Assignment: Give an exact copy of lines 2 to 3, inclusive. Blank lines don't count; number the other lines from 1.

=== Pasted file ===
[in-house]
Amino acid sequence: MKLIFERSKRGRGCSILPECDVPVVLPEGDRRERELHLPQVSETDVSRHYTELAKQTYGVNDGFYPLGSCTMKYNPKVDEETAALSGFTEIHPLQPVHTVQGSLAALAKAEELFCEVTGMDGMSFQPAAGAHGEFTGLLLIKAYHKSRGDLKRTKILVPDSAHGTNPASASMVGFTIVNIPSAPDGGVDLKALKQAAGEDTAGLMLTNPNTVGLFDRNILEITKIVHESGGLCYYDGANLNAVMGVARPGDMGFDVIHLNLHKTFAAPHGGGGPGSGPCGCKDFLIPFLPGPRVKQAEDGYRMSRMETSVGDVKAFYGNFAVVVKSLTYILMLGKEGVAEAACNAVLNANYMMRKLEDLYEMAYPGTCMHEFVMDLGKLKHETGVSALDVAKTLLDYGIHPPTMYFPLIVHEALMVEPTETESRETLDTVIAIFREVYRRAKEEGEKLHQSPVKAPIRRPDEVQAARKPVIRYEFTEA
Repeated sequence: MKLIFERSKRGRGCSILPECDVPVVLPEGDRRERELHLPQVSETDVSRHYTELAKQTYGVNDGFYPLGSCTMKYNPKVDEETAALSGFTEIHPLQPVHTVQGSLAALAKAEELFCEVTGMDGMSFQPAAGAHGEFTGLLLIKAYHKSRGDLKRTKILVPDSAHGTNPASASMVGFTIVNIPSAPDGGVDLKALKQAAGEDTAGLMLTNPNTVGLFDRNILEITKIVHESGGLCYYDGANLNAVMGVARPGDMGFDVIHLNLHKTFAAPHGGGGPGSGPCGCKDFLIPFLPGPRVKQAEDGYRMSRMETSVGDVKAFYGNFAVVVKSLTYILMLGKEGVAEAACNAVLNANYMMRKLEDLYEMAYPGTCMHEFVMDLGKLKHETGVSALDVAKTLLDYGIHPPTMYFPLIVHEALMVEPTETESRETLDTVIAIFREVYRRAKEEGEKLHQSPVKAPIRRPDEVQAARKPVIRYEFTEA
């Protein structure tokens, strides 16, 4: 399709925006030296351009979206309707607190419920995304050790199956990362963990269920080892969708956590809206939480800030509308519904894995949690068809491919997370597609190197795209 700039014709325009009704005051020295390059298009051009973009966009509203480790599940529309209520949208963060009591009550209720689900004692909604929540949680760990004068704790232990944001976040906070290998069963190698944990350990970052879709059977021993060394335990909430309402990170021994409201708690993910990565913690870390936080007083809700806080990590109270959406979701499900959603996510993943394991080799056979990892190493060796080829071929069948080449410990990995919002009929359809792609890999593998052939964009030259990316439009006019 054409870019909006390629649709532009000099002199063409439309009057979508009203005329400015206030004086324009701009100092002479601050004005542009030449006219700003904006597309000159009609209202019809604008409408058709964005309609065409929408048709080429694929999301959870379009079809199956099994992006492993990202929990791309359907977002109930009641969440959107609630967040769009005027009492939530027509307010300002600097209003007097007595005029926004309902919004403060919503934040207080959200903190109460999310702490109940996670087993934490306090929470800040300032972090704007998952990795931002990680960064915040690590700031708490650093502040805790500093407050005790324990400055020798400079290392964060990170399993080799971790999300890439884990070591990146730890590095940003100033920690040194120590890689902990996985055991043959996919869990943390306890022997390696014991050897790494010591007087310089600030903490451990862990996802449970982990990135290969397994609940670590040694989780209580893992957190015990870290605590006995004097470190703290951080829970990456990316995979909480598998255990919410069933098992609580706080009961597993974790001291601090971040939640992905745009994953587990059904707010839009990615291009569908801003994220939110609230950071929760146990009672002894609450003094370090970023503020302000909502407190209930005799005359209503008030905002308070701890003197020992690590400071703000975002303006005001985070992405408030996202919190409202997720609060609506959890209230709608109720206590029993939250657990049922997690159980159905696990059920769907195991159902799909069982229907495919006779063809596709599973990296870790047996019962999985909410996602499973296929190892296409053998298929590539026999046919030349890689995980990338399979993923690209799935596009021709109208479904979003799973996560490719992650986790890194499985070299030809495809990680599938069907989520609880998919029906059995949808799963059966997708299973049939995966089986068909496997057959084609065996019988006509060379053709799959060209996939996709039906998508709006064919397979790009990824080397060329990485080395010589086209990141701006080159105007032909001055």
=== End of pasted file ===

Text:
Amino acid sequence: MKLIFERSKRGRGCSILPECDVPVVLPEGDRRERELHLPQVSETDVSRHYTELAKQTYGVNDGFYPLGSCTMKYNPKVDEETAALSGFTEIHPLQPVHTVQGSLAALAKAEELFCEVTGMDGMSFQPAAGAHGEFTGLLLIKAYHKSRGDLKRTKILVPDSAHGTNPASASMVGFTIVNIPSAPDGGVDLKALKQAAGEDTAGLMLTNPNTVGLFDRNILEITKIVHESGGLCYYDGANLNAVMGVARPGDMGFDVIHLNLHKTFAAPHGGGGPGSGPCGCKDFLIPFLPGPRVKQAEDGYRMSRMETSVGDVKAFYGNFAVVVKSLTYILMLGKEGVAEAACNAVLNANYMMRKLEDLYEMAYPGTCMHEFVMDLGKLKHETGVSALDVAKTLLDYGIHPPTMYFPLIVHEALMVEPTETESRETLDTVIAIFREVYRRAKEEGEKLHQSPVKAPIRRPDEVQAARKPVIRYEFTEA
Repeated sequence: MKLIFERSKRGRGCSILPECDVPVVLPEGDRRERELHLPQVSETDVSRHYTELAKQTYGVNDGFYPLGSCTMKYNPKVDEETAALSGFTEIHPLQPVHTVQGSLAALAKAEELFCEVTGMDGMSFQPAAGAHGEFTGLLLIKAYHKSRGDLKRTKILVPDSAHGTNPASASMVGFTIVNIPSAPDGGVDLKALKQAAGEDTAGLMLTNPNTVGLFDRNILEITKIVHESGGLCYYDGANLNAVMGVARPGDMGFDVIHLNLHKTFAAPHGGGGPGSGPCGCKDFLIPFLPGPRVKQAEDGYRMSRMETSVGDVKAFYGNFAVVVKSLTYILMLGKEGVAEAACNAVLNANYMMRKLEDLYEMAYPGTCMHEFVMDLGKLKHETGVSALDVAKTLLDYGIHPPTMYFPLIVHEALMVEPTETESRETLDTVIAIFREVYRRAKEEGEKLHQSPVKAPIRRPDEVQAARKPVIRYEFTEA